Lib-Labism
After a radical phase in the 1860s which led to the formation of the TUC and the Reform League Agitation the union leaders settled for an extension of the franchise which was far short of the universal suffrage. With the passage of the Reform Act of 1867, at most 30% of adult males in urban working class constituencies got the vote. Yet this enfranchisement satisfied the Labour aristocracy for the rest of the century. With the passage of the Trade Union Act of 1871 the unions settled down as a political appendage of Gladstone's Liberal Party.  

The Trade Union Congress itself was inevitably impregnated with this Lib-Labism as it was called. In 1874 the first of a generation of trade unionists entered parliament as Liberal MPs. These men, as Frederick Engels pointed out, “ceased, to be workers’ candidates and turned themselves into bourgeois candidates."  

Thus the period 1860-80 was one in which the working class lacked an independent class outlook. The upper strata of the working class, the labour aristocracy, had become bourgeoisified and acted as a conduit for bourgeois ideas into the working class. Indeed, so far had this infection of bourgeois ideas proceeded that Engels was moved to remark that "The English proletariat is becoming more and more bourgeois, so that this most bourgeois of all nations is apparently aiming ultimately at the possession of a bourgeois aristocracy and a bourgeois proletariat as well as a bourgeoisie."  

The great mass of the British working class played no role either in trade unionism or in politics. Yet the conditions for this slumber to be broken were maturing. The onset of the Greet Depression in 1874 ended the golden high noon of British Capitalism. The Great Depression itself was a direct result of Britain losing its monopoly of world trade. Rival capitalist powers such as America and Germany were beginning to catch up. As Engels had foreseen, the loss of Britain's monopoly position would undermine the hold of the labour aristocracy and its pro bourgeois politics. When this happened, he predicted, there would be “socialism again in England” Although the rise of Imperialism would give the labour aristocracy a new lease of life, something Engels could not have been expected to anticipate, the intensified period of class struggle which followed the Greet Depression was to see the revival of British socialism, the spread of trade unionism to the un-skilled workers and towards the formation of the Labour Party.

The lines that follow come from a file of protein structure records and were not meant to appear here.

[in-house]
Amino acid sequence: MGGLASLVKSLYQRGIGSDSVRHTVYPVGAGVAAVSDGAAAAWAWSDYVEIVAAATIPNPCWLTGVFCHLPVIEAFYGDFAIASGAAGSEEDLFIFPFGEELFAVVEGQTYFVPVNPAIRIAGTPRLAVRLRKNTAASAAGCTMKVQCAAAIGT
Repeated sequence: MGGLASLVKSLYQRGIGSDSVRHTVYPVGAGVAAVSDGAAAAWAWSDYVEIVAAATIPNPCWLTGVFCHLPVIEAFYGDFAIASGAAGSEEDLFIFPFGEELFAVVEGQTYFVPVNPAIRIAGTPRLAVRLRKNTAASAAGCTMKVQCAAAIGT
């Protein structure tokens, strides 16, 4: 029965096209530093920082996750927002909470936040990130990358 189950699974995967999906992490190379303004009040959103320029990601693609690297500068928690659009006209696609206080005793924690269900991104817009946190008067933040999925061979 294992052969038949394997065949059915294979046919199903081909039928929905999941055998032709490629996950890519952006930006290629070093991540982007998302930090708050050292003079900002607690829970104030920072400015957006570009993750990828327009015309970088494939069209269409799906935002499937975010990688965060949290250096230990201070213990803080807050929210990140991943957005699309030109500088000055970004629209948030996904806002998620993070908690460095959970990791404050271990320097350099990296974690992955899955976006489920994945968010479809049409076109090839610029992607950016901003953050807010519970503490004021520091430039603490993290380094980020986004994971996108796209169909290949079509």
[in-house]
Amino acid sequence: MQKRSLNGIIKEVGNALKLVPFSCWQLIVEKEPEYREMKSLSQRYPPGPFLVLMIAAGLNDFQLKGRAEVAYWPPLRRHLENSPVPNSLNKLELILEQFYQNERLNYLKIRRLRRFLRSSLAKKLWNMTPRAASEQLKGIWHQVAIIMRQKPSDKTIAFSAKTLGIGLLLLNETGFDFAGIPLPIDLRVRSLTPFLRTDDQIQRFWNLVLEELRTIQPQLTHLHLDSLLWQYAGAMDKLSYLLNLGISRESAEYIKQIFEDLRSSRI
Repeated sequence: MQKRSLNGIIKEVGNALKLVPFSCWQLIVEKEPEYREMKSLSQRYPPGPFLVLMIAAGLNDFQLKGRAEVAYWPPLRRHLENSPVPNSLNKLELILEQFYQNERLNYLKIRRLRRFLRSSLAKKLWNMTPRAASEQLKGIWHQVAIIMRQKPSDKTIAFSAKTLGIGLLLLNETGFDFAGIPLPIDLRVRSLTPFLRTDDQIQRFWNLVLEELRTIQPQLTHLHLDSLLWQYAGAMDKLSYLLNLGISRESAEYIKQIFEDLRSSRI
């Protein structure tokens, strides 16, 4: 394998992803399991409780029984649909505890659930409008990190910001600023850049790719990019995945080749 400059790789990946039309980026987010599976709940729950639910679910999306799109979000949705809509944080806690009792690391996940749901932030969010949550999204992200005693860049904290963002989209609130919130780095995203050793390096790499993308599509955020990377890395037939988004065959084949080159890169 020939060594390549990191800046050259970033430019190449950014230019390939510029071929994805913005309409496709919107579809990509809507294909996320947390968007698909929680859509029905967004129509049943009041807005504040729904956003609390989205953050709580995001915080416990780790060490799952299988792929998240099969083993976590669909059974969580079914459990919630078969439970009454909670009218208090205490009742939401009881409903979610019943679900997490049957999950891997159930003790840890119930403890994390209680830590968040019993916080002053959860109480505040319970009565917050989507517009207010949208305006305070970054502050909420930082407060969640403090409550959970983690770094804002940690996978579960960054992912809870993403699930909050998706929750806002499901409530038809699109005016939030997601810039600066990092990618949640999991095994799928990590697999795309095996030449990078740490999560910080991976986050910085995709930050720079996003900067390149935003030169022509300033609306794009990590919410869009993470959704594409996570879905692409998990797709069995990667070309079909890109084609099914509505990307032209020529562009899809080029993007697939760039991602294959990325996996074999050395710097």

During the Great Depression the working class experienced the highest unemployment levels for forty years. Even the privileged labour aristocracy had come under attack. In one year alone the Amalgamated Society of Engineers had lost 13% of its membership. Taking advantage of changed labour market conditions, employers had ruthlessly intensified exploitation.  

New Unionism
A mild economic recovery in the 1880s allowed the bitterness and frustration of the working class to be translated into action. A wave of strikes followed. In 1888 there were 517 strikes involving some 120,000 workers. By the next year this had increased to 1,121 strikes involving 350,000 workers.